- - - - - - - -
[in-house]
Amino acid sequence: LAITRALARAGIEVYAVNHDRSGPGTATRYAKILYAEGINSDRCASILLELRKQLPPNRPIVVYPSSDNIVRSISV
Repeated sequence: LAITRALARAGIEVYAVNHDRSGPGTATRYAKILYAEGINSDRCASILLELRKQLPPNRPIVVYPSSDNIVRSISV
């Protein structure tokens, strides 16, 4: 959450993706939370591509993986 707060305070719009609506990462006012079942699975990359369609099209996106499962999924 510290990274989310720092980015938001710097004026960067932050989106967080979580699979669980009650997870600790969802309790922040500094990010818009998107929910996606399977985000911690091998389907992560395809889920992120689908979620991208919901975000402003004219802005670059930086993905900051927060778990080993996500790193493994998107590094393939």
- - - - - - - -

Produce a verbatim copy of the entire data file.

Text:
[in-house]
Amino acid sequence: LAITRALARAGIEVYAVNHDRSGPGTATRYAKILYAEGINSDRCASILLELRKQLPPNRPIVVYPSSDNIVRSISV
Repeated sequence: LAITRALARAGIEVYAVNHDRSGPGTATRYAKILYAEGINSDRCASILLELRKQLPPNRPIVVYPSSDNIVRSISV
């Protein structure tokens, strides 16, 4: 959450993706939370591509993986 707060305070719009609506990462006012079942699975990359369609099209996106499962999924 510290990274989310720092980015938001710097004026960067932050989106967080979580699979669980009650997870600790969802309790922040500094990010818009998107929910996606399977985000911690091998389907992560395809889920992120689908979620991208919901975000402003004219802005670059930086993905900051927060778990080993996500790193493994998107590094393939």